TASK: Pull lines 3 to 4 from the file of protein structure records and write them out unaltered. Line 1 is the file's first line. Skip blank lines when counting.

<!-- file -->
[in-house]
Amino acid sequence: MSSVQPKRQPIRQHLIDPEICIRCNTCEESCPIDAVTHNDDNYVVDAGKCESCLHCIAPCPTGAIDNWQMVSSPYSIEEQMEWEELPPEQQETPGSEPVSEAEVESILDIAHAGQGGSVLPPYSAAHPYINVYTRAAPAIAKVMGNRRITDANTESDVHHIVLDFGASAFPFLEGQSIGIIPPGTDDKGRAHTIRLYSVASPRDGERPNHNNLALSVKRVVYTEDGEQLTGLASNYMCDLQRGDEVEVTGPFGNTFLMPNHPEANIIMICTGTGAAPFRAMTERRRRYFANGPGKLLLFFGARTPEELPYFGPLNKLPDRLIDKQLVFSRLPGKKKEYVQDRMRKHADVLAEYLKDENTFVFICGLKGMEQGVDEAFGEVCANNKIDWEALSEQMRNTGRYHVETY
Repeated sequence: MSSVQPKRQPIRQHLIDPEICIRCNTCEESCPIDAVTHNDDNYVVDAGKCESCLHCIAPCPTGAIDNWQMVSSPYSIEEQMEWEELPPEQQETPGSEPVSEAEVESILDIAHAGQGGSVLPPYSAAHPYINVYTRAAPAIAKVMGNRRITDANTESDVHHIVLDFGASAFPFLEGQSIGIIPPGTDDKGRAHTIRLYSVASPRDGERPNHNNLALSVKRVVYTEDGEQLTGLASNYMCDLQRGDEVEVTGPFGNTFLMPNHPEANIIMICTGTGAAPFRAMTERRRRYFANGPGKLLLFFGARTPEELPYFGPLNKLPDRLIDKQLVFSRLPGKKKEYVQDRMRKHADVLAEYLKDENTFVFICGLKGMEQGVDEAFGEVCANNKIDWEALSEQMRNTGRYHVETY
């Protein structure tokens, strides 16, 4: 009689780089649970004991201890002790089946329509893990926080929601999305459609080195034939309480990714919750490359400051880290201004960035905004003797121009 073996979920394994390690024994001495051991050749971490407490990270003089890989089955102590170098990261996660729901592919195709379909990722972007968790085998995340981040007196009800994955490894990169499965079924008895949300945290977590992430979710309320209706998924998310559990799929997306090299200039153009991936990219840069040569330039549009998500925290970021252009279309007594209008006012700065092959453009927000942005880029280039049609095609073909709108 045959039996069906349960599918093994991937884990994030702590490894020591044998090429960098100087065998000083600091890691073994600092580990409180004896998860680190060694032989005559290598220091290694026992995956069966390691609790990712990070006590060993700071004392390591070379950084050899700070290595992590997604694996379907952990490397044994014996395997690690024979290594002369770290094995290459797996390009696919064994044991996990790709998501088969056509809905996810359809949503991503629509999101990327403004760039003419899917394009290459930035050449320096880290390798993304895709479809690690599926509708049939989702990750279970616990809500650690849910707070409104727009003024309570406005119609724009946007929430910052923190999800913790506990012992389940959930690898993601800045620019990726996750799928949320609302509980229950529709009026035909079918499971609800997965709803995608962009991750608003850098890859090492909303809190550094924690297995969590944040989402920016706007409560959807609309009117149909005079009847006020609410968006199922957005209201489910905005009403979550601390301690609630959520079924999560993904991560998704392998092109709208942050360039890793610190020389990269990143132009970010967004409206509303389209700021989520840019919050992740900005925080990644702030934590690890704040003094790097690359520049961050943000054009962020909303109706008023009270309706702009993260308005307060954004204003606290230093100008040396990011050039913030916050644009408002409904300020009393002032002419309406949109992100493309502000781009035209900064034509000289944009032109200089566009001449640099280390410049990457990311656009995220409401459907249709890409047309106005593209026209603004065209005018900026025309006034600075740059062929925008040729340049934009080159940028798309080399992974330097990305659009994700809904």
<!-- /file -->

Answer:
Repeated sequence: MSSVQPKRQPIRQHLIDPEICIRCNTCEESCPIDAVTHNDDNYVVDAGKCESCLHCIAPCPTGAIDNWQMVSSPYSIEEQMEWEELPPEQQETPGSEPVSEAEVESILDIAHAGQGGSVLPPYSAAHPYINVYTRAAPAIAKVMGNRRITDANTESDVHHIVLDFGASAFPFLEGQSIGIIPPGTDDKGRAHTIRLYSVASPRDGERPNHNNLALSVKRVVYTEDGEQLTGLASNYMCDLQRGDEVEVTGPFGNTFLMPNHPEANIIMICTGTGAAPFRAMTERRRRYFANGPGKLLLFFGARTPEELPYFGPLNKLPDRLIDKQLVFSRLPGKKKEYVQDRMRKHADVLAEYLKDENTFVFICGLKGMEQGVDEAFGEVCANNKIDWEALSEQMRNTGRYHVETY
């Protein structure tokens, strides 16, 4: 009689780089649970004991201890002790089946329509893990926080929601999305459609080195034939309480990714919750490359400051880290201004960035905004003797121009 073996979920394994390690024994001495051991050749971490407490990270003089890989089955102590170098990261996660729901592919195709379909990722972007968790085998995340981040007196009800994955490894990169499965079924008895949300945290977590992430979710309320209706998924998310559990799929997306090299200039153009991936990219840069040569330039549009998500925290970021252009279309007594209008006012700065092959453009927000942005880029280039049609095609073909709108 045959039996069906349960599918093994991937884990994030702590490894020591044998090429960098100087065998000083600091890691073994600092580990409180004896998860680190060694032989005559290598220091290694026992995956069966390691609790990712990070006590060993700071004392390591070379950084050899700070290595992590997604694996379907952990490397044994014996395997690690024979290594002369770290094995290459797996390009696919064994044991996990790709998501088969056509809905996810359809949503991503629509999101990327403004760039003419899917394009290459930035050449320096880290390798993304895709479809690690599926509708049939989702990750279970616990809500650690849910707070409104727009003024309570406005119609724009946007929430910052923190999800913790506990012992389940959930690898993601800045620019990726996750799928949320609302509980229950529709009026035909079918499971609800997965709803995608962009991750608003850098890859090492909303809190550094924690297995969590944040989402920016706007409560959807609309009117149909005079009847006020609410968006199922957005209201489910905005009403979550601390301690609630959520079924999560993904991560998704392998092109709208942050360039890793610190020389990269990143132009970010967004409206509303389209700021989520840019919050992740900005925080990644702030934590690890704040003094790097690359520049961050943000054009962020909303109706008023009270309706702009993260308005307060954004204003606290230093100008040396990011050039913030916050644009408002409904300020009393002032002419309406949109992100493309502000781009035209900064034509000289944009032109200089566009001449640099280390410049990457990311656009995220409401459907249709890409047309106005593209026209603004065209005018900026025309006034600075740059062929925008040729340049934009080159940028798309080399992974330097990305659009994700809904």